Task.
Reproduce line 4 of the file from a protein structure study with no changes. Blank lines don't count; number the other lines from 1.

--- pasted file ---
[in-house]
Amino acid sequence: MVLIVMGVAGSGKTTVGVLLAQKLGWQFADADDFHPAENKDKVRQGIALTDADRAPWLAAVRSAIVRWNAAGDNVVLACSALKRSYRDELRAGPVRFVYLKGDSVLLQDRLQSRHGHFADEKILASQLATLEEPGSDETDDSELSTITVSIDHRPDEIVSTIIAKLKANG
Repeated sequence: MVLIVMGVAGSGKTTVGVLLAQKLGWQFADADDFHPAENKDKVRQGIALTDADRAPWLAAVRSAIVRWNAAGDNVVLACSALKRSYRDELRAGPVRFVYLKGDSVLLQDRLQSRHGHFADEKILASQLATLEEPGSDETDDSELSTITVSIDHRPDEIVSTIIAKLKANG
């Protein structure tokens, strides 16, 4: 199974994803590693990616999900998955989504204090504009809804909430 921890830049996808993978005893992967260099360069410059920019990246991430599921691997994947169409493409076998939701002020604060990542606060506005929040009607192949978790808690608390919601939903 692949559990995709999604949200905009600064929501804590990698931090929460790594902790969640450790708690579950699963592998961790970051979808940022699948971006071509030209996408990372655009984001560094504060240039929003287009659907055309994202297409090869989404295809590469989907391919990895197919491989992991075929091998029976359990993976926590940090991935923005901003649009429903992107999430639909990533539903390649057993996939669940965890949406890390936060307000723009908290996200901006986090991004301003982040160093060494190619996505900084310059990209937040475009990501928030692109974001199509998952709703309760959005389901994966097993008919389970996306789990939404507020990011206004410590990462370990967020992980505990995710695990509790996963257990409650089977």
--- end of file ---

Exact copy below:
């Protein structure tokens, strides 16, 4: 199974994803590693990616999900998955989504204090504009809804909430 921890830049996808993978005893992967260099360069410059920019990246991430599921691997994947169409493409076998939701002020604060990542606060506005929040009607192949978790808690608390919601939903 692949559990995709999604949200905009600064929501804590990698931090929460790594902790969640450790708690579950699963592998961790970051979808940022699948971006071509030209996408990372655009984001560094504060240039929003287009659907055309994202297409090869989404295809590469989907391919990895197919491989992991075929091998029976359990993976926590940090991935923005901003649009429903992107999430639909990533539903390649057993996939669940965890949406890390936060307000723009908290996200901006986090991004301003982040160093060494190619996505900084310059990209937040475009990501928030692109974001199509998952709703309760959005389901994966097993008919389970996306789990939404507020990011206004410590990462370990967020992980505990995710695990509790996963257990409650089977």